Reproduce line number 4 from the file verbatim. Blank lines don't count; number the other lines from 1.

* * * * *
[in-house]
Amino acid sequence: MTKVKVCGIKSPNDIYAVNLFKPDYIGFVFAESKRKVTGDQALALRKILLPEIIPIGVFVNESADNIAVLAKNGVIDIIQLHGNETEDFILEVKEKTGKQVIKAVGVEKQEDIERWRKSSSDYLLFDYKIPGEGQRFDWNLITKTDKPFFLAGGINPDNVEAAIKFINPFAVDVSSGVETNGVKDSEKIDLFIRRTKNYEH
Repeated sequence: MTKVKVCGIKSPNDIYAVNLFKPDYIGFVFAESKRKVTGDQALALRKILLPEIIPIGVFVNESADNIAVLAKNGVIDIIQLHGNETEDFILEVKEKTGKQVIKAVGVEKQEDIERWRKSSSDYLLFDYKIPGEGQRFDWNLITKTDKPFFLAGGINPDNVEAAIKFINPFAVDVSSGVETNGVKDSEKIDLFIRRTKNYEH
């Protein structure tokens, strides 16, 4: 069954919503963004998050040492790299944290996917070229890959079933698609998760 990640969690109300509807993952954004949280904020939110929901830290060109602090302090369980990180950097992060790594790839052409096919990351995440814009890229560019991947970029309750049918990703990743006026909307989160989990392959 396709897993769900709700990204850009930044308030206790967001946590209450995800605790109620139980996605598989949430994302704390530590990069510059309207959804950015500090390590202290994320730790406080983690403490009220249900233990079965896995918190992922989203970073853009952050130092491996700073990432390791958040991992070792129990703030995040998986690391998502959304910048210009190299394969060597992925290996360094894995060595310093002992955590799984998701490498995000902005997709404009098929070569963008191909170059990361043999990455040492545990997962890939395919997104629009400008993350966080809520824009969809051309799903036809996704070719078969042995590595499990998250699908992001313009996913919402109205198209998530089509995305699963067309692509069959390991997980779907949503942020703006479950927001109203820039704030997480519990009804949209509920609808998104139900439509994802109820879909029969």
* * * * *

């Protein structure tokens, strides 16, 4: 069954919503963004998050040492790299944290996917070229890959079933698609998760 990640969690109300509807993952954004949280904020939110929901830290060109602090302090369980990180950097992060790594790839052409096919990351995440814009890229560019991947970029309750049918990703990743006026909307989160989990392959 396709897993769900709700990204850009930044308030206790967001946590209450995800605790109620139980996605598989949430994302704390530590990069510059309207959804950015500090390590202290994320730790406080983690403490009220249900233990079965896995918190992922989203970073853009952050130092491996700073990432390791958040991992070792129990703030995040998986690391998502959304910048210009190299394969060597992925290996360094894995060595310093002992955590799984998701490498995000902005997709404009098929070569963008191909170059990361043999990455040492545990997962890939395919997104629009400008993350966080809520824009969809051309799903036809996704070719078969042995590595499990998250699908992001313009996913919402109205198209998530089509995305699963067309692509069959390991997980779907949503942020703006479950927001109203820039704030997480519990009804949209509920609808998104139900439509994802109820879909029969």